Diagnosing kidney stones in horses is quite rare and there is not much information about treating options in the internet I learned recently. Most often older geldings are suffering from them but we came across with 5 year old standardbred mare who was diagnosed with kidney stones.
Her treatment was little scoop of methionine on her evening oats. It seemed to us that she was not getting any better so I started asking around and got quite different answers depending on who I asked. This mare did not drink much at all when she came and we treated her for ulcers with a product called Nutrient Buffer and she started drinking better. But problem with blood on a urea existed. Every time after jogging her she would urinate right after taking the harness off and urea was almost totally red. I was very concerned about this.
I have read that only way to treat these stones would be surgical but many people from Finland disagree. Some people said that mares could not have kidney stones and I was told that it was most likely urinary infection. According to the owner this mare was treated with sulfa for a long time but nothing happened.
My friends in Finland all told me to treat her with ammonium chloride, it supposedly dilutes the stones in one week and 10 day treatment should fix the problem. I was told to give her one tablespoon (5 grams) twice a day for ten days. Some said that C-vitamin would we helpful with it.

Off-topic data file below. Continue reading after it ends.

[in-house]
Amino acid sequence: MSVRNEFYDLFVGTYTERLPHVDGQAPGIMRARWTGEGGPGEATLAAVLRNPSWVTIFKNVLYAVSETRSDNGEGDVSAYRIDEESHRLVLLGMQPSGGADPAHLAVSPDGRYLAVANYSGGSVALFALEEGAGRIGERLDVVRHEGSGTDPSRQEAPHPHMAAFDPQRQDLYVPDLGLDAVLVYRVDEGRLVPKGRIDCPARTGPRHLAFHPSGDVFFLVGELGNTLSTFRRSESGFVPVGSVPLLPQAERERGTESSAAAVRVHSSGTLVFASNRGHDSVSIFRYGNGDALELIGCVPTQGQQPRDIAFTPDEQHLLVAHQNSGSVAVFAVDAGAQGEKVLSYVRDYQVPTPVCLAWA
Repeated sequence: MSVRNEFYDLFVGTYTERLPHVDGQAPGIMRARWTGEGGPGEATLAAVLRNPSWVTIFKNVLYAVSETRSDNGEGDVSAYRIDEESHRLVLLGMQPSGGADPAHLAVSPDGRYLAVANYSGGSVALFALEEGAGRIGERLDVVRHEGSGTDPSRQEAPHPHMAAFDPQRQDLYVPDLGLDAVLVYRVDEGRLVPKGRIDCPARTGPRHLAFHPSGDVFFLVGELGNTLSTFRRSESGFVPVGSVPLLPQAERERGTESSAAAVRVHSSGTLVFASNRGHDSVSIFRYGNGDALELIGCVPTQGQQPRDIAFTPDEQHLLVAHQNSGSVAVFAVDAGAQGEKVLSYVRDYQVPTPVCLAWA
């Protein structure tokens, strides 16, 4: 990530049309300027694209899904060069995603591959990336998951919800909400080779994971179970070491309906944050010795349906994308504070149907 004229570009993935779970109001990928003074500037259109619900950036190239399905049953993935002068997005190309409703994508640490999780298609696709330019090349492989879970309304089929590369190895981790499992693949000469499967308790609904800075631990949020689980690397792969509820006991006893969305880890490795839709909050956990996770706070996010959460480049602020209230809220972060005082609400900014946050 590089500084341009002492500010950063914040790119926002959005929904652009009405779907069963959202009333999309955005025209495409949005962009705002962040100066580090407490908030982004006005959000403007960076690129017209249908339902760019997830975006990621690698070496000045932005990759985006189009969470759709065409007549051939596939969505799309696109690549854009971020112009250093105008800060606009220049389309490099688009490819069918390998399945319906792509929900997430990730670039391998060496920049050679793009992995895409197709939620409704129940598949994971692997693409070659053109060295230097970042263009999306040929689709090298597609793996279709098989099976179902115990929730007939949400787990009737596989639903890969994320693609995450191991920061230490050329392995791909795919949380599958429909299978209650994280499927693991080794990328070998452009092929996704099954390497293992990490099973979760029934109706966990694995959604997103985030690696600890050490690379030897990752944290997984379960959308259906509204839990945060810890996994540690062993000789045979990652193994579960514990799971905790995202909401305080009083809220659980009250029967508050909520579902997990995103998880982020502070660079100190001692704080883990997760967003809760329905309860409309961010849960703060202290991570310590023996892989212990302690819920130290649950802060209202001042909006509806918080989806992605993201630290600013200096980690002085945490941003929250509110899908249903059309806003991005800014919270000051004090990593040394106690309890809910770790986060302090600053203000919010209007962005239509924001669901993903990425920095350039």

I was also told that you could make sure that your horse really has kidney stones by collecting some urea into a clear plastic cup and letting it stand over night. If there is noticeable “crystals” in the bottom your horse has them. To be absolutely sure veterinarian can send a sample to a lab to be analyzed.
After searching on the internet I found several places from where you could order ammonium chloride powder but I am not sure if it is exactly the same as the powder sold in Finland. I also found out that ammonium chloride is commonly given to goats to prevent kidney stones. You can even buy them by the bag to last long time.
Ammonium chloride is also available as a tablet with prescription for cats and dogs under the name Uroeze. There is two strength in those tablets, 200mg and 400mg. You can get them from 1800Petmeds.com if you have prescription.
I learned that you can treat cats with a mixture of ammonium chloride, methionine and chalk powder by mixing everything in equal amounts. This is common treatment in Finland for cats.
I was also reading that someone treated Arabian horse with apple cider vinegar and supposedly it did dilute the kidney stones. So you might want to look into that.
This mare went back to her owners and he is getting her some ammonium chloride, I will update my story if I hear how it worked on her case. If anyone has other suggestions or has been treating their horses for kidney stones I’d love to read about your comments!